Walker works as a journalist in London, and is the author of the historical memoir The Fox Boy (Bloomsbury 2001) set in Taranaki, and a novel, The Courier’s Tale (Bloomsbury 2010), set in the court of King Henry VIII.
He is using his six months in Randell Cottage to work on a novel provisionally entitled The Watcher’s Diving, which is set in New Zealand, the US, India and Lebanon. Within a day of arriving at Randell Cottage he’d settled in at the writing desk looking out at an original rose planted by the Randell family in the late 1800s.
‘I’m going great guns. I’ve nearly finished 15,000 words already,’ says Walker. ‘This is the joy of the place, you’re here to write and that’s the main thing. It’s so rare.’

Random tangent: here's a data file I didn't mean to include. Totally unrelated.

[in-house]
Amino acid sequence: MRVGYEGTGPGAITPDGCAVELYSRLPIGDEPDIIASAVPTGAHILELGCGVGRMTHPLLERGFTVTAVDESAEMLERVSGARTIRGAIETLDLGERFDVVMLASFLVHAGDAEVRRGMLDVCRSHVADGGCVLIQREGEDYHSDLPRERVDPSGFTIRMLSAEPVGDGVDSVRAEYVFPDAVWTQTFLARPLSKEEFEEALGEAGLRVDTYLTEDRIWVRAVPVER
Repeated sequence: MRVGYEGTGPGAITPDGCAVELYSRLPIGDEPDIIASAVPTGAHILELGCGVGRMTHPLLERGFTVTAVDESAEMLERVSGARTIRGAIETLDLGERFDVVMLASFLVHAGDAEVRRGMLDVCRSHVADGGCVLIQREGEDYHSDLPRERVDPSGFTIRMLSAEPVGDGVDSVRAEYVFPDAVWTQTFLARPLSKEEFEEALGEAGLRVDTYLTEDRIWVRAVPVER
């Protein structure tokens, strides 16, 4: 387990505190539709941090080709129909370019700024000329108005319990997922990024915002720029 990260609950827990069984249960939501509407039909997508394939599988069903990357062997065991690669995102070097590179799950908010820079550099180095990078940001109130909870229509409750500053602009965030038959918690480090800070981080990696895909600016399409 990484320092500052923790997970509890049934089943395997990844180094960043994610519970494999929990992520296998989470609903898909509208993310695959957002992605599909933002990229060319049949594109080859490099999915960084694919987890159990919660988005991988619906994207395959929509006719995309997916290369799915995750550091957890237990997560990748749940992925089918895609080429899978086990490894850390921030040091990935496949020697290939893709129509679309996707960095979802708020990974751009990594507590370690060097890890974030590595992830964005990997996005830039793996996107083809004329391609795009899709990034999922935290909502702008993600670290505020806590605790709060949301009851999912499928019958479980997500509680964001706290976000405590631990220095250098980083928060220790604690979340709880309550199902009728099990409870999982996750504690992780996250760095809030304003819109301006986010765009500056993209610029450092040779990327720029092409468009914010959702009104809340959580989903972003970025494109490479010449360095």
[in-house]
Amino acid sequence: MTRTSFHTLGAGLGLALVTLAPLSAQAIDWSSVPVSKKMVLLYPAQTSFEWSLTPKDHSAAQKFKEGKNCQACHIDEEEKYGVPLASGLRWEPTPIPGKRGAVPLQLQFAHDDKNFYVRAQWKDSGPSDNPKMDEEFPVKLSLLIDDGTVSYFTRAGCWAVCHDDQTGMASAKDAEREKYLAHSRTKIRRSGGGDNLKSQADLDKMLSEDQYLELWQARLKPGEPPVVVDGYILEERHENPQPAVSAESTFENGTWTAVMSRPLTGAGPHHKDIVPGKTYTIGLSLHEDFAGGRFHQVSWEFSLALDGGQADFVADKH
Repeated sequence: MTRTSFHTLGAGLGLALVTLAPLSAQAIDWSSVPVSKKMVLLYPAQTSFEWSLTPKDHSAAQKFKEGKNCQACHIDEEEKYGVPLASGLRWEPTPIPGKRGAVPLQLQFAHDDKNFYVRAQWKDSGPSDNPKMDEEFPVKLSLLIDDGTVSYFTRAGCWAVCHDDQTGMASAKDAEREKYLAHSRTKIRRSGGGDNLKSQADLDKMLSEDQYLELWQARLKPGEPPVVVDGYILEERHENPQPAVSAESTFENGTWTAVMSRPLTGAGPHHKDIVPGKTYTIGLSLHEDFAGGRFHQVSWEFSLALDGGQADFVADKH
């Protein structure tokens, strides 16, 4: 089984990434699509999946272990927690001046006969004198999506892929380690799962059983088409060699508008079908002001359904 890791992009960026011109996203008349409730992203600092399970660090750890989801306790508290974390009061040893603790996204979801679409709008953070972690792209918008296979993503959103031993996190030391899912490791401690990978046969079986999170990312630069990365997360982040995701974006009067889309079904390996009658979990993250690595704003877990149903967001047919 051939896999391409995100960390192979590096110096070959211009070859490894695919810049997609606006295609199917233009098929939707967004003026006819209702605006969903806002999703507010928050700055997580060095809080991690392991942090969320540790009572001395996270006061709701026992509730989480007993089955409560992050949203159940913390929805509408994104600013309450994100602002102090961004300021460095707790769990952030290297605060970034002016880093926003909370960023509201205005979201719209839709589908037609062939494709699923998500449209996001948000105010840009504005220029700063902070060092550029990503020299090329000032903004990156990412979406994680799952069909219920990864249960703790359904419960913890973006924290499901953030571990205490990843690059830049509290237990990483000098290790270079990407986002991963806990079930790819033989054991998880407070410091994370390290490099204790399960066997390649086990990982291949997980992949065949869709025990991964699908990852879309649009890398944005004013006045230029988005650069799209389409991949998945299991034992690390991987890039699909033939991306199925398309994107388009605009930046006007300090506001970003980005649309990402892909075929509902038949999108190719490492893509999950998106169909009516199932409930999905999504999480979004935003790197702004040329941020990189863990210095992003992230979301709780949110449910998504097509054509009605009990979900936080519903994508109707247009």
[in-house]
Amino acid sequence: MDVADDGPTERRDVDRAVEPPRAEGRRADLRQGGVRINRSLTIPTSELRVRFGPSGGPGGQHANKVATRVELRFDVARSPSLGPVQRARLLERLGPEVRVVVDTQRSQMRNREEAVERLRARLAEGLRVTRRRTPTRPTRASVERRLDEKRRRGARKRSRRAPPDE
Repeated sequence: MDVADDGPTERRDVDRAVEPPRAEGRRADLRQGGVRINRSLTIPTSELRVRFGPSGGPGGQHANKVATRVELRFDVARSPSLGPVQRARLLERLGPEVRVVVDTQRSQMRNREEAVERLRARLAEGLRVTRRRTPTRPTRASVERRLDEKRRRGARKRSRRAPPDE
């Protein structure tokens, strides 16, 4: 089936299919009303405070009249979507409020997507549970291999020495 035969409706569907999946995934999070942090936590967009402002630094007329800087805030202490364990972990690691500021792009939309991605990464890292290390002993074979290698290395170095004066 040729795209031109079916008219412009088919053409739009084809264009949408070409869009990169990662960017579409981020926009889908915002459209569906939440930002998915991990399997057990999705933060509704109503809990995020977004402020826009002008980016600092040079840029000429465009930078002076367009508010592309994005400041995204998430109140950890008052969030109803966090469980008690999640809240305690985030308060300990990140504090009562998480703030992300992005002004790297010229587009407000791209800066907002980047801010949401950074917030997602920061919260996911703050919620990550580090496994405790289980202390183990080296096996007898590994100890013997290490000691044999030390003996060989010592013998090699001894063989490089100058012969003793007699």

He’s also enjoying reconnecting with Wellington. ‘It’s a small city but it’s so nifty. I love it! I remember my parents coming up from Christchurch and saying ‘it’s the city with everything’, it is.’ Walker enjoys a regular walk up the zig-zag at the end of St Mary Street where he’s living and into the city’s green belt. He says he does this every morning before he starts work and enjoys the view of the harbour.
Walker arrived in New Zealand a month before taking up his residency in early April, and took time to travel through the North Island. He began his journalism career on The Dominion newspaper in 1976 before leaving Wellington to work in Australia, and then the UK in 1986, where he worked for The Independent and Independent on Sunday, and wrote for the Financial Times and Granta.
The Randell residency hosts a NZ writer for six months over winter, and a French writer over summer. The departing French writer was poet and novelist Yann Apperry.